Metacognition according to Marshmellows

You have heard about the marshmallow test right?

Check it out here:

I read an interesting yesterday that dug into the science of self-control. As a student, a pastor and a future parent this was fascinating to me.  Below is an excerpt of the article.

Psychologists assumed that children’s ability to wait depended on how badly they wanted the marshmallow. But it soon became obvious that every child craved the extra treat. What, then, determined self-control? Mischel’s conclusion, based on hundreds of hours of observation, was that the crucial skill was the “strategic allocation of attention.” Instead of getting obsessed with the marshmallow—the “hot stimulus”—the patient children distracted themselves by covering their eyes, pretending to play hide-and-seek underneath the desk, or singing songs from “Sesame Street.” Their desire wasn’t defeated—it was merely forgotten. “If you’re thinking about the marshmallow and how delicious it is, then you’re going to eat it,” Mischel says. “The key is to avoid thinking about it in the first place. In adults, this skill is often referred to as metacognition, or thinking about thinking, and it’s what allows people to outsmart their shortcomings.

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  • It’s very humanistic of course, and metacognition has its shortcomings. For example how would it work when you are battling a character defect, or mental failings, and not a fluffy sugary corn syrup treat.
  • Nevertheless it shouldn’t be dismissed entirely out of hand. Being able to focus on positive things in life is better and more productive in general than entering a dialogue with negative things.
  • Reminds me of a story in Genesis 39:1-12

How you found thinking, and acting on positive things even in the midst of obvious negativity helps?

Locus of Control

In May 2009, I begun my MDiv at Andrews. I came  excited, expectant and full of optimism.

I battled classes from Aleph through to Omega. From Mabul to Timelessness. I was stretched beyond my physical, emotional capacities at times. But I had great friends, professors, and I didn’t snap. 107 credit hours, and by the grace of Jesus, I stand on the cusp of completion.

Some of the teachers that I initially dismissed as being too simplistic taught me some of my most important lessons. The ones that could exegete a riddle, wrapped in a mystery, inside an enigma  left me with wide eyed wonder, but I can’t repeat much of the material from their classes.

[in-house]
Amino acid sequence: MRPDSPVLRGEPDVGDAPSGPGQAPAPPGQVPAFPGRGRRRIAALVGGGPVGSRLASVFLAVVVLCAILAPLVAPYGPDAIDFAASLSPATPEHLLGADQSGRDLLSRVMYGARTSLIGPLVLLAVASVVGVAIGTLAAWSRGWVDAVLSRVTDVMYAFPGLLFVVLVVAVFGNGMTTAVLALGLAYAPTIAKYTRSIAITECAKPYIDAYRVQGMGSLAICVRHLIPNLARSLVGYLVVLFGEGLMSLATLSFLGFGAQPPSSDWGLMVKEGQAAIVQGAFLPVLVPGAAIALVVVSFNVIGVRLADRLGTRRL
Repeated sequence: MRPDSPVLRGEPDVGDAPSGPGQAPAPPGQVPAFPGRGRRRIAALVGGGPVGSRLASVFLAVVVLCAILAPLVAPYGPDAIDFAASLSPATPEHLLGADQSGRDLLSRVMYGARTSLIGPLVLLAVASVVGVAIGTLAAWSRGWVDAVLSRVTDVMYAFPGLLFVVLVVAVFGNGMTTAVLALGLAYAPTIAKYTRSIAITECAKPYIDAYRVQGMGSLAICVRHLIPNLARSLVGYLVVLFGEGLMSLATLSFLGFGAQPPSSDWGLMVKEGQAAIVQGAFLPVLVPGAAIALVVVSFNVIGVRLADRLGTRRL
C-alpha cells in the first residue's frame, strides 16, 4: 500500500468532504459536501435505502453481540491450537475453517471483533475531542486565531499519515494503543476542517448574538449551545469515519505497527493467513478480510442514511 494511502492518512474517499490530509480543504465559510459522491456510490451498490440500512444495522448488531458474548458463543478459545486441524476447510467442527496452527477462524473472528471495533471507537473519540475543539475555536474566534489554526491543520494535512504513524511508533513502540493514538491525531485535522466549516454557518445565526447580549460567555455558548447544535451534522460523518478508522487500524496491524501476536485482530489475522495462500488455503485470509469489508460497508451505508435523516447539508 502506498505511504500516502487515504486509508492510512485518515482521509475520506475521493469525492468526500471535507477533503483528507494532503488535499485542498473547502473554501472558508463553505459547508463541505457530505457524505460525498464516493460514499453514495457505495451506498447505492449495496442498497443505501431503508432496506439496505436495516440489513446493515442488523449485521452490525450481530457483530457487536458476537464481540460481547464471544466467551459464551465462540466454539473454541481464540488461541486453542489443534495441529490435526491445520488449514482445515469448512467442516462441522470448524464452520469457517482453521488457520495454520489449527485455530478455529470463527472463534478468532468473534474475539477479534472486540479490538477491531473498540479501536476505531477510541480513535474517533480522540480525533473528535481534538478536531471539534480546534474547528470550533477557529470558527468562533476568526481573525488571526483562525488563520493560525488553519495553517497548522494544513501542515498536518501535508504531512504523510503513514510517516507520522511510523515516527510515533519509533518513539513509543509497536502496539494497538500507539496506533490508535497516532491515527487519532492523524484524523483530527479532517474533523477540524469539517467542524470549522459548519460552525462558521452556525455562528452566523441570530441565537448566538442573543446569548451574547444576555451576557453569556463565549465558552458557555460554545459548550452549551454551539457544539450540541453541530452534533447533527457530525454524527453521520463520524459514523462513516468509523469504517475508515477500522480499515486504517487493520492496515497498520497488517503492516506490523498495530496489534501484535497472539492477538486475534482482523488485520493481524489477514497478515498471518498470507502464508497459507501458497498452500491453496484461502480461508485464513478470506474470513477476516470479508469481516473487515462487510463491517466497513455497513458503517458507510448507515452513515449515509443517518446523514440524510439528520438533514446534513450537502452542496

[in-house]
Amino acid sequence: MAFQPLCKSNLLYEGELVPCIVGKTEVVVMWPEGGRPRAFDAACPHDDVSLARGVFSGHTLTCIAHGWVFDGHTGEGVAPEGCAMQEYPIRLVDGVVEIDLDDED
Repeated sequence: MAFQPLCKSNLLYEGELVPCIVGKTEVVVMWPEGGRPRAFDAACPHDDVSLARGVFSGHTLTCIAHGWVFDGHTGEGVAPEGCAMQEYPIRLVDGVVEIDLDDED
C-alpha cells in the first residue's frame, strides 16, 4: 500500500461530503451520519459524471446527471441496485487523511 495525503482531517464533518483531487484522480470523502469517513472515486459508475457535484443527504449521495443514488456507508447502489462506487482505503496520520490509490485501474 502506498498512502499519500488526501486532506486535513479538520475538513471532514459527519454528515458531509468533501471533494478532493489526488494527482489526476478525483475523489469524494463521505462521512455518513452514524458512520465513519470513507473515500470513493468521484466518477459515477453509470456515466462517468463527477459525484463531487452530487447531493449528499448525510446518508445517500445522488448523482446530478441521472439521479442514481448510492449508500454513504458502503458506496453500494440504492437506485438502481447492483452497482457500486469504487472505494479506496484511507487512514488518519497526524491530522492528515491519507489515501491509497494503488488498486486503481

One of the most important lessons that I learnt is what is termed the Locus of Control. This term says that as the environment around you changes, you can either attribute success and failure to things you have control over, or to forces outside your influence. The orientation we choose has a bearing on our long-term success. 

Sometimes I chose to blame professors [for the grade I didn’t like] the awesome Michigan snow [for making me late, even though I left my house with exactly 37 seconds to spare] or sneaky deadlines [for making me pull an all nighter].

At times I neglected things within my own control, and then got eaten alive by my circumstances outside of my control. God’s grace is a very soothing balm, and so I finish full of excitement, expectation and optimism for the blank canvass of my future! And furthermore my biblical locus trumpets victory.

NIV – 1 John 4:4 You, dear children, are from God and have overcome them, because the one who is in you is greater than the one who is in the world.

The Secret Secret to Success in the Christian Life

Floyd Patterson, nicknamed the Gentleman of Boxing, was the youngest man to ever win the American Heavyweight Boxing Championship. In a recent interview with boxing historian, Bert Sugar, Patterson was reminded by Mr. Sugar that he had been knocked down more than any other boxer in history. The great boxer humbly replied, “Yes, but I got up more times than anyone.”

He didn’t win the championship by not falling down; he won the championship by getting up.

And so it is for the Christian. The single secret to succeeding in the Christian walk is to keep getting up. Solomon understood this point, and articulated it with typical accuracy in Proverbs 24:16, “For a just man falls seven times, and rises up again: but the wicked shall fall into mischief.”

— an excerpt from David Asscherick’s sermon, The Secret Secret to Success in the Christian Life —-

Unrealized Potential.

Max DePree writes that unrealized potential is a sin—a very serious sin. It is the tragedy of the unopened gift, and the impoverished receiver. I bumped into a friend as I revised for a mid-term this week and we started talking about school work etc etc. The subject turned to notes, and she told me that some children learn better with certain colours.

Some stumble over reading words on white paper, but become wordsmiths when the paper is red, or blue or green. She then pulled out her notes for her classes. I was amazed! It looked similar to this picture >>>> but on red paper (red is her colour of choice.) She said that is the way she learns and retains information.

I think it is important that make time to explore how we think, how we learn, and how we process information. Many brilliant kids are suffering because they don’t see the world in black and white but vivid technicolour rainbows.

The problem is as adults we are trained to swat like a buzzing fly, the parts of us that don’t fit the prefabricated mould of societal expectation.

For sure that is not always a negative thing, but what about the iridescent frescos that flash through our minds on occasion. What do we do with them? What gifting and potential do we have that has been tied, gagged, and straight jacketed for the sake of endorsement?